Before GPS and Loran, deciding which way to go at sea was a complicated process. The captain had to make sure that the ship’s clock and compass were properly maintained, that his charts were up to date, and that the prevailing winds and seasonal hurricanes had been taken into consideration. Further, a log had to be kept of daily sextant readings and the ship’s forward progress. A coordinated set of procedures were followed throughout the journey and every assumption double checked, for landing on the rocks can be deadly.
We live most of our lives like drunken sailors, puttering between two or three coastal ports, lulled by our limited responsibilities into thinking we will never need to navigate new waters. Then suddenly, trauma like a storm, casts us into a situation where we can’t go on to the next familiar harbor. The journey that follows a major trauma often involves becoming separated from the people and institutions that gave us guidance in the past. Think of the merchant captains who were drafted into convoy duty during WWII. Today, unemployed workers often say that the sense of being alone and adrift from the routine of having a boss telling them where to be and what to do when is the worst part of it. Naval navigation is complicated. Learning how to decide for ourselves is similarly difficult.
Transition has one major lesson:
Following an appropriate decision-making process is more important than any one decision
Your decision making process is like the charts, compass, and sextant, that a diligent captain uses at sea. We don’t enjoy taking time deciding how to decide. Remember the last time you were in a group that was debating where to go for lunch? Now, amid transition’s journey, it is important that you think about the way you chart your course. What have you always assumed to be true? Depending upon your longitude, what your compass says is north may be dead wrong.
There are only three ways to make a decision:
1) Authority – This is when you ask an elder, clergyperson, public safety officer, or political leader to make the decision for you. Parents will often teach their children to always trust those in authority. Those of us who came of age after Watergate might question this.
2) Popularity – This is when you look around you and see what others are doing. In this age of social media, we will often check Facebook likes or Amazon rating stars before watching a movie or buying a product. Whether picking a president, or determining which singer has talent, taking a vote is how we like to do things.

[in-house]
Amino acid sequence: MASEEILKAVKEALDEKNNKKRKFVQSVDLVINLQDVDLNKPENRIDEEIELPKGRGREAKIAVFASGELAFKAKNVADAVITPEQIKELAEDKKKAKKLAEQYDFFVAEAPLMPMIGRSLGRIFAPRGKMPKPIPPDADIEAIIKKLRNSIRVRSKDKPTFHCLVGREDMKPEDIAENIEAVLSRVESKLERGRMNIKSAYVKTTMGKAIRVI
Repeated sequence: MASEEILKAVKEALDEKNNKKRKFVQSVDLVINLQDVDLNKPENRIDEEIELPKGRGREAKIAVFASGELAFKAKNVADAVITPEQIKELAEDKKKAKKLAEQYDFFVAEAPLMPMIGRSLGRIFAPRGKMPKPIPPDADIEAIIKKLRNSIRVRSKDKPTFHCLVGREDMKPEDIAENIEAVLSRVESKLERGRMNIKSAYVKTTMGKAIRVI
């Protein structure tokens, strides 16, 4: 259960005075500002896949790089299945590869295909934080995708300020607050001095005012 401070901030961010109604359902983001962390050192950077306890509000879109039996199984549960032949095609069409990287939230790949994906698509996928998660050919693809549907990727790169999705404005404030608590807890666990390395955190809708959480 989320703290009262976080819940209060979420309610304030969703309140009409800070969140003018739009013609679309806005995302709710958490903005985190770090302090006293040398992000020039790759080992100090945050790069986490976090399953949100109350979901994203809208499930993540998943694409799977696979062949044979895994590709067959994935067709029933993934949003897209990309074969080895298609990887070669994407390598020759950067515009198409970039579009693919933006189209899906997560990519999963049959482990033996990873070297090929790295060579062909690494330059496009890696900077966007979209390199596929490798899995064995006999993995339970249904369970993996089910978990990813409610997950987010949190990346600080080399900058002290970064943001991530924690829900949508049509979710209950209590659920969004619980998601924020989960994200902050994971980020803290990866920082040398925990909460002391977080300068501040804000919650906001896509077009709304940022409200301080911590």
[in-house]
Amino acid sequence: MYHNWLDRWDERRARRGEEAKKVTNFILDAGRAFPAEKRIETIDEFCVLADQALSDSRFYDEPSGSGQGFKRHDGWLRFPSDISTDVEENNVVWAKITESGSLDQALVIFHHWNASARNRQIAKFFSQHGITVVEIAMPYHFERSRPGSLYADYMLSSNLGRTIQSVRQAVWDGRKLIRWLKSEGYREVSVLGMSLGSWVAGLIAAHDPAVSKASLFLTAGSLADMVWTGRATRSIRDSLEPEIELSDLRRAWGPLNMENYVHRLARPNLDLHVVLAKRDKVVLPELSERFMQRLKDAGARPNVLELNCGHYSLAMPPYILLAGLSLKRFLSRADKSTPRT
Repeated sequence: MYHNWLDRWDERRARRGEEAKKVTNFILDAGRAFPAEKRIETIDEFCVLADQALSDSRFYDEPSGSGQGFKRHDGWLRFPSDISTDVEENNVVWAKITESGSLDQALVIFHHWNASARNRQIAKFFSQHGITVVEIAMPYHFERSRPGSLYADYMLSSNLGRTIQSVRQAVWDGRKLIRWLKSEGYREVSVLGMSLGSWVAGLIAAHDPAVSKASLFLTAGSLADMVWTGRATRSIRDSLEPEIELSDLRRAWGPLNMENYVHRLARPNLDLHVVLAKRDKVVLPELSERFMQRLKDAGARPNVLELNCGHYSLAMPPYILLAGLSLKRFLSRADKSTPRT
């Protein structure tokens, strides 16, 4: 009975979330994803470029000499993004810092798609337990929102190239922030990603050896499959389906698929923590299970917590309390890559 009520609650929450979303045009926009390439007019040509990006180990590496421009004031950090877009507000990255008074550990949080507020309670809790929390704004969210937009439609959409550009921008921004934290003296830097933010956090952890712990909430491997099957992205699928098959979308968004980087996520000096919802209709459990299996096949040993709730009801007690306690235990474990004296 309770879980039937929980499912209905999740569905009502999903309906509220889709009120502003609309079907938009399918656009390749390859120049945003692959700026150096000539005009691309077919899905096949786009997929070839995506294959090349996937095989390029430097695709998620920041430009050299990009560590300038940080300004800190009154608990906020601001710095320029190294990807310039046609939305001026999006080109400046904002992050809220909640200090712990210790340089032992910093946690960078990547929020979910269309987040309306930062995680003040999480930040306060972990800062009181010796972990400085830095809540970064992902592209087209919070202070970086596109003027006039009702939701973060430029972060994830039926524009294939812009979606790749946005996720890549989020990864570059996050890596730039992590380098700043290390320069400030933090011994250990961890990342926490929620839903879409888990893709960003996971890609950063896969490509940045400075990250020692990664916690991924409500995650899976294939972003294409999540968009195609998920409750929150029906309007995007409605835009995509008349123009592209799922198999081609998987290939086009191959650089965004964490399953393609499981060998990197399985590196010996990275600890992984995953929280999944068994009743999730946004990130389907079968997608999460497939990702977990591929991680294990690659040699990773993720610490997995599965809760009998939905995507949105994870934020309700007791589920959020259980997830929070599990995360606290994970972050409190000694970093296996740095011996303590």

3) Discernment – This has been called “listening for the still, small, voice.” Discernment involves reflecting upon history and learning from our past. We must soberly weigh our own temperament and talents (See Romans 12). Spiritual formation takes time, but in the end satisfies our soul.
Perhaps, we are stuck here for a reason. As we journey through transition, we are reminded that charts can be out of date and those in authority fallible. That lemmings run off cliffs and most people are wrong much of the time. God has given us sensitive hearts and curious minds so that we might discern our own path and destination.
One of Jesus most forgotten stories involves a wealthy landowner who has a decision to make. One year, his fields produce a bumper crop. Much more than he can fit in his barns. What should he do?
The land owner speaks to his soul, saying, “I know what I’ll do, I’ll tear down my barns and build bigger ones.” (Luke 12:13-21) At this point, God breaks in, saying, “You fool. This night you will die.”
As people say, you can’t take it with you. If having more stuff is our primary concern, we will always make short-sighted decisions.
But if you look at this story in either the KJV or the RSV Bible translations, the word ‘Soul’ (Greek psyche) stands out. The rich man says he wants to build bigger barns so his soul can take it easy. He wants to make his soul merry.
Jesus is winking at us here. Our souls are not content with leisure, fame, riches, or bigger barns. Instead, our souls want us to become authentic and compassionate human beings. How do we keep our soul’s interests in mind as we make every day decisions?
The philosopher Pierre Teilhard de Chardin reminds us:
“We are not human beings having a spiritual experience. We are spiritual beings having a human experience.”
Transition has a way of helping us pay attention to our soul. Life on this earth is limited. Creativity, joy, love, and the worship of God, is infinite. The decisions we face seem to be about money, safety, physical comfort, and status, are really about vision, identity, faith, courage, and sacrifice. Nothing that troubles us now, will lasts forever. Nothing that pleases us now is worth more than our eternal soul. We should make decisions with that in mind.
Yes, we should be good stewards of our resources. We should “right-size” our metaphorical barns from time to time. Have a yard sale. Give unused things away. Whatever it takes to keep from being defined by our material possessions.
The trauma of transition often forces us to abandon cherished things. Wilderness travel is, of necessity, pared down. It’s easier to make wise decisions when our heart isn’t cluttered. The Apostle Paul said it bluntly,
“For the love of money is a root of all kinds of evil. Some people, eager for money, have wandered from the faith and pierced themselves with many griefs.”
(I Timothy 6:10)